Rensselaer Polytechnic Institute computer scientist Chuck Stewart will join a newly created institute aimed at using images of living organisms to understand biological processes like species evolution, genetic inheritance patterns, and even behavior. Stewart, an expert in the ecological applications of artificial intelligence and computer vision, will join the new Imageomics Institute, which is supported by a $15 million grant from the National Science Foundation (NSF).

“One of the grand challenges in research is discovering the rules of life,” said Stewart, a professor and head of the department of computer science at Rensselaer. “The goal of imageomics is to use AI and machine learning to help infer phylogenetic traits from images to understand everything from the structure of species down to individual characteristics and behaviors. At its core, we will use images to make biological predictions which can be verified by biologists or ecologists.”

Stewart is an expert in the ecological applications of computer vision and a co-investigator in the Wildbook project with Wild Me, which builds open source software and artificial intelligence for the conservation research community. The project draws heavily on a computer program he and his students created, known as the Image-Based Ecological Information System, which can identify individual animals in ordinary photographs and match them against images of known animals stored in a database.

“Professor Stewart’s extensive experience in extracting detailed, individualized information from wildlife imagery across multiple species makes him an essential member of the new Imageomics Institute,” said Curt Breneman, dean of the School of Science at Rensselaer. “His innovative computational solutions represent core enabling technology underpinning the new field of imageomics.”

The Imageomics Institute will be led by The Ohio State University and is an inaugural institute for data-intensive discovery in science and engineering created by the NSF as part of its Harnessing the Data Revolution initiative. As such, the Imageomics Institute will be part of forming a national collaborative research network dedicated to computation-enabled discovery.

The institute will create a new field of study in which scientists use images of living organisms as the basis for understanding biological processes of life on Earth. This new approach, called imageomics, will utilize machine learning methodologies to extract from images biological traits such as the behavior or physical appearance of an individual, or even the distinguishing skeletal structure of a species. Imageomics will leverage and extend the paradigm of knowledge-guided machine learning by structuring the algorithmic underpinnings around biological knowledge and continually guiding and refining them using new biological knowledge as it is generated.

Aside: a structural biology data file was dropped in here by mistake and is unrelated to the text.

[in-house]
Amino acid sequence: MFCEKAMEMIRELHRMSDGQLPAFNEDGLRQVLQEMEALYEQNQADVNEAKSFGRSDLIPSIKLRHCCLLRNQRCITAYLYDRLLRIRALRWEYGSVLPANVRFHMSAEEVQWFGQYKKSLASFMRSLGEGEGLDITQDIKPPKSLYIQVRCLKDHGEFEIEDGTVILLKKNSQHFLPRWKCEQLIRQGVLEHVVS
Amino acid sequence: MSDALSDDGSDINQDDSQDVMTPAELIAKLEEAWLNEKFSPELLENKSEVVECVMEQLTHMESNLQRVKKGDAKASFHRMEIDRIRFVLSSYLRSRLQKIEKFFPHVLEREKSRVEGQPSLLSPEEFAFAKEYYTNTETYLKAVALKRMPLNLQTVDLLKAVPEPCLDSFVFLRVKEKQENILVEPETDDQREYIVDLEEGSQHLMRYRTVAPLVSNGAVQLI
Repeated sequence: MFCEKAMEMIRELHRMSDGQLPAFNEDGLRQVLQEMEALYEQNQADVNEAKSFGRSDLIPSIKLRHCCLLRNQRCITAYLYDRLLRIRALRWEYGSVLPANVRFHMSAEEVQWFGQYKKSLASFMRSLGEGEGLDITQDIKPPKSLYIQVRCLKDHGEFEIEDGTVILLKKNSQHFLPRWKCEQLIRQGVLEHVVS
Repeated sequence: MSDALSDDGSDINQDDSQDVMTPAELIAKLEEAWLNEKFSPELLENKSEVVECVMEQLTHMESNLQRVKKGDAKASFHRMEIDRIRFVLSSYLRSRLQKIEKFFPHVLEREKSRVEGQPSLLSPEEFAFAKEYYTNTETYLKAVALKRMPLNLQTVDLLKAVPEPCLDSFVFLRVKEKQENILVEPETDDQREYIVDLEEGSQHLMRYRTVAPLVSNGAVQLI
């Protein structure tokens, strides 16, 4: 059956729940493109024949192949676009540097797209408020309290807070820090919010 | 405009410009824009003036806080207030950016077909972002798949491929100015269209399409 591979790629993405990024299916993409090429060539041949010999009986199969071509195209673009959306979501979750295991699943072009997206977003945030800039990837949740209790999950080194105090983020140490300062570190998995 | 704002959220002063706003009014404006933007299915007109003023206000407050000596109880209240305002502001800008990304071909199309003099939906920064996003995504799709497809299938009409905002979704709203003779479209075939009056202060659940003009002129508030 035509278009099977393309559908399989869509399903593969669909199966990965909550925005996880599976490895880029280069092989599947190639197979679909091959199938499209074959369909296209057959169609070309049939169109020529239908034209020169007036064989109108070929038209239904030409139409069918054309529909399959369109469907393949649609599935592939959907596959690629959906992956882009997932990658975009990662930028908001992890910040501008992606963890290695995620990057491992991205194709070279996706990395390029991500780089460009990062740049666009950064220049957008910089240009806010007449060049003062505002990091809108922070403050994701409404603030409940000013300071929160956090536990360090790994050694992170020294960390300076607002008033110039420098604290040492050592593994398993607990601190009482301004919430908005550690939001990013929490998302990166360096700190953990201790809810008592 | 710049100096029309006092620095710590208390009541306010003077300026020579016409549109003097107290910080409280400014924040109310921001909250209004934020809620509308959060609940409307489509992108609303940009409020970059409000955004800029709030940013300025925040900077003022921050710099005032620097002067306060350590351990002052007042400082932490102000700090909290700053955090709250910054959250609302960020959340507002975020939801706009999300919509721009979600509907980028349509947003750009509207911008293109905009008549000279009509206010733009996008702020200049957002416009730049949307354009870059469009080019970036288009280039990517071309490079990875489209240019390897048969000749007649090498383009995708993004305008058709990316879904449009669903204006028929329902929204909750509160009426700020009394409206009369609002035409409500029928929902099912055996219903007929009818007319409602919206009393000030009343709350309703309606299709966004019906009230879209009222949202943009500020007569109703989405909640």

Similar to genomics before it, which applied computation to the study of the human genome, imageomics will leverage computer science to help scientists extract meaning from an otherwise unwieldy amount of natural image data. Images to be studied include digital collections from museums, labs, and other institutions, as well as photos taken by scientists in the field, camera traps, drones, and even members of the public who have uploaded their images to platforms such as eBird, iNaturalist, and Wildbook.

The ability to use image data for scientific discovery will get scientists closer to answering compelling questions such as: Are a baby zebra’s stripes similar to its mother’s and what might the genetic mechanism be for inheriting the pattern? How do the skulls of bats species vary with environmental conditions and what evolutionary adaptation drives that change? What subtle morphological features distinguish closely related species of fish from each other and why?

“So many pictures of organisms exist with scientific value that we’ve never been unable to analyze at the right scale,” said Tanya Berger-Wolf, faculty director of the Translational Data Analytics Institute and principal investigator for the Imageomics Institute. “This will change how we are able to see and understand the natural world. Computers help humans ‘see’ images differently and expose what we may otherwise miss.”

In addition to Berger-Wolf and Stewart, the project team includes biologist and computer scientist co-investigators from Tulane University, Virginia Tech, and Duke University; senior personnel from Ohio State, Virginia Tech, and six additional institutions; and collaborators from more than 30 universities and organizations around the world.